"Easier to update than Linux? Here are the steps for FreeBSD:"

Dude, you're recompiling your entire system in your listed steps. Do you really think Enterprise administrators are going to want to recompile their kernel, base libraries and executables every time there is an apache vulnerability? Your example takes at least an hour and requires a reboot. "rpm -Uvh apache.rpm" takes a few seconds and requires only one service to be restarted.


You're comparing patching a security hole in the kernel / OS, with updating an application ... very different beasts.

To update an application in FreeBSD you either use the ports tree or the package tools, depending on if you want to compile the app yourself or not.

To update Apache on FreeBSD using the ports tree requires:
1. cvsup the ports tree
2. fetch the new index (make fetchindex)
3. run portupgrade to automate downloading the new sources, compiling the new version, uninstalling the old version, and installing the new version
4. restart Apache

To update Apache on FreeBSD using the pkg tools requires:
1. run portupgrade with -P or -PP to automate downloading the new binary package, uninstalling the old version, and installing the new version
2. restart apache

Something I've never liked about Linux distributions is that there is no clear delineation between what is the OS and what are the apps runing on top. Since every little command on the system is packaged and managed through the same package manager as the apps, everything is all intermingled. How do you update just the base OS services, without updating your apps (like Apache, Postfix, MySQL, KDE, etc)? Why is everything installed into /usr?

The nice thing about the BSDs is that you know what's part of the base OS (/ and /usr), and you know what's been installed on top (/usr/local and similar). You know that you can update the base OS independent of the applications, and vice versa.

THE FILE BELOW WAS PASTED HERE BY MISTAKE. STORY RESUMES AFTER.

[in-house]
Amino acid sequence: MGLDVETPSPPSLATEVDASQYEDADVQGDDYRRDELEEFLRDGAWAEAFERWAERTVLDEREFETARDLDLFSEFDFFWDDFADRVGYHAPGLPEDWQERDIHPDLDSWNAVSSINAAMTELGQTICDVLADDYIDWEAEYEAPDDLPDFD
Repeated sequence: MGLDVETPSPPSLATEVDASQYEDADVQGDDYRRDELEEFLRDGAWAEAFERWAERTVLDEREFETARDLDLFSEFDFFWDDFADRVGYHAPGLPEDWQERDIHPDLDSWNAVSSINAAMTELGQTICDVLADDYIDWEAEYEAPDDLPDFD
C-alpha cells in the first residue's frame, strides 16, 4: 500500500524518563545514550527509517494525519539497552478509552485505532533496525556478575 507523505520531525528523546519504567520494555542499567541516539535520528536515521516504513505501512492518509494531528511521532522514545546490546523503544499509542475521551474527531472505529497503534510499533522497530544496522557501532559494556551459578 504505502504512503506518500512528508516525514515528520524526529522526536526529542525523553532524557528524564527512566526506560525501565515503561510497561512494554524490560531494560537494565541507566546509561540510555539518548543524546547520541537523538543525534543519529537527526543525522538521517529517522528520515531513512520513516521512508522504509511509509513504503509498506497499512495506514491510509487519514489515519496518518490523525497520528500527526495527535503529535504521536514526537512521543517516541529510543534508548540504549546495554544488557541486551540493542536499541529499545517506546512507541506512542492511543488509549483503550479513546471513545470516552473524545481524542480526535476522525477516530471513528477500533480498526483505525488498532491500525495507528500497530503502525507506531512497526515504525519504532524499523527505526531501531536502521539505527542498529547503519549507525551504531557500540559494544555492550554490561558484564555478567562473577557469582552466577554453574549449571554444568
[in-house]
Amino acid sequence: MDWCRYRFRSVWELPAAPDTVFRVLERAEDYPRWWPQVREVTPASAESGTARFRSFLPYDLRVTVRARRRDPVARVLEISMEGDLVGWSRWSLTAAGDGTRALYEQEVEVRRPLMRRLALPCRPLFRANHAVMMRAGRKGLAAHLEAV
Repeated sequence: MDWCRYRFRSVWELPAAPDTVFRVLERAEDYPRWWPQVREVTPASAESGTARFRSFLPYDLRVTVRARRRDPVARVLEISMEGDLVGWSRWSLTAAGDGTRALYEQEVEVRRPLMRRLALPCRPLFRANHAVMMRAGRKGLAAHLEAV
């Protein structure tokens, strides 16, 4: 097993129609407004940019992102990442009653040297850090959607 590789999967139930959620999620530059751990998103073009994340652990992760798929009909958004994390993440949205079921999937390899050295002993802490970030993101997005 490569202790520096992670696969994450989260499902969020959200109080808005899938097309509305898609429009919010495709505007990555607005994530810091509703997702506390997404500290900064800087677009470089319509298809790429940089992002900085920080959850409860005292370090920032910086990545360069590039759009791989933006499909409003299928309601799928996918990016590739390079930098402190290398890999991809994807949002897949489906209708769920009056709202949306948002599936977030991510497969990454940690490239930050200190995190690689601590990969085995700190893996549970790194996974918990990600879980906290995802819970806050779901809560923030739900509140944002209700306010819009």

Show me a Linux distro that has the concept of a BASE OS that can be upgraded / patched completely independent of the apps running on top, and you'll make a lot of IT people very happy.

Reply Score: 1

RE[3]: why linux is more secure
by Anonymous on Mon 31st Oct 2005 18:44 UTC in reply to "RE[2]: why linux is more secure"
Anonymous Member since:
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Dude,
I am sorry to say. You don't know what are you talking about. When it comes to compiling the kernals, you have to reboot the server in order to boot into the new kernal.

And for your info, FreeBSD is one of the oldest and most respected Free Open Source Operating System. Besides RPM -uvh method u mentioned is so damn dependency ridden, I would never want to work with RPMs unless forced. That's all from me.

Reply Score: 0

RE[3]: why linux is more secure
by Anonymous on Mon 31st Oct 2005 01:10 UTC in reply to "RE: why linux is more secure"
Anonymous Member since:
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Actually, OpenBSD is one of the most simple systems to patch. Take a look at http://www.openbsd.org/errata37.html and view the instructions in each patch to see what I mean. Far more simple than patching FreeBSD. Second, out of the hundreds of security updates to OpenBSD, only one in 8 years allowed root access. How many has linux had in the past 8 years, even with it's "simple" patching system?

Reply Score: 0

RE: why linux is more secure
by Anonymous on Sun 30th Oct 2005 21:04 UTC in reply to "why linux is more secure"
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I might be the odd type, but I find updating OpenBSD extremely easy. Update your cvs tree, then compile and install kernel/userland/X/ports, then merge changes from configuration files and make devices. Only Gentoo Linux makes it easier with portage.

You want it even easier? Look at 'man release'; set up a build-machine and automate every step in a small shellscript, and it will automagically produce a custom-tailored install-medium of your choiche (CD, ramdiskkernel to PXE-boot, whatever) that will deploy your customized OS without any hassle.

Then again, for an enterprise it probably *is* more easily to have a binary-update mechanism that works la Windows-update; but this doesn't give you a clean OS from scratch.

As always, it solely depends on the capabilities of the administrator in charge.

Reply Score: 0

RE[2]: why linux is more secure
by Anonymous on Sun 30th Oct 2005 22:47 UTC in reply to "RE: why linux is more secure"
Anonymous Member since:
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I was going to say this too. OpenBSD is by far the easiest system to patch of any I've used. The security advisories are easy to find, well described, and even doing patches manually is really easy.

Reply Score: 0

RE[2]: why linux is more secure
by Anonymous on Mon 31st Oct 2005 04:44 UTC in reply to "RE: why linux is more secure"
Anonymous Member since:
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Uh, no.

The easiest system to keep updated, with patches, security updates, and kernel updates, is Debian. It is the most stable and secure system for the enterprise.

apt-get update
apt-get dist-upgrade